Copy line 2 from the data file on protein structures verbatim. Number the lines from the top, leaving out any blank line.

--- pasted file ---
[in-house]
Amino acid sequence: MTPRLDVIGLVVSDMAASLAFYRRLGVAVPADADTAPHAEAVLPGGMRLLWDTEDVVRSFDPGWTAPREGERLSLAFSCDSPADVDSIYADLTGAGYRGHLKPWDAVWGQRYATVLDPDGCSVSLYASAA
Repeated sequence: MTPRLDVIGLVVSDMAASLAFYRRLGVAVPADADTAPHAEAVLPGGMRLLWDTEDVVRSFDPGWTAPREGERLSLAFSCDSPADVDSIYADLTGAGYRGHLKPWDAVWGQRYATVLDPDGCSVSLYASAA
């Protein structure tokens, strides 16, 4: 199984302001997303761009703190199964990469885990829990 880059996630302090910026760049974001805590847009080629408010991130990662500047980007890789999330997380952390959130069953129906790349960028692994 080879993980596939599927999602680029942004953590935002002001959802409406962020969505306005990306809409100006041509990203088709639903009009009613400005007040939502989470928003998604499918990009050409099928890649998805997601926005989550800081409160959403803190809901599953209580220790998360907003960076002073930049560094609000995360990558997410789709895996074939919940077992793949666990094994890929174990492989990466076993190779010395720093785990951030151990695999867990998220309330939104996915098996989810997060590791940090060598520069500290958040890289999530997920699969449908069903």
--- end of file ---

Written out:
Amino acid sequence: MTPRLDVIGLVVSDMAASLAFYRRLGVAVPADADTAPHAEAVLPGGMRLLWDTEDVVRSFDPGWTAPREGERLSLAFSCDSPADVDSIYADLTGAGYRGHLKPWDAVWGQRYATVLDPDGCSVSLYASAA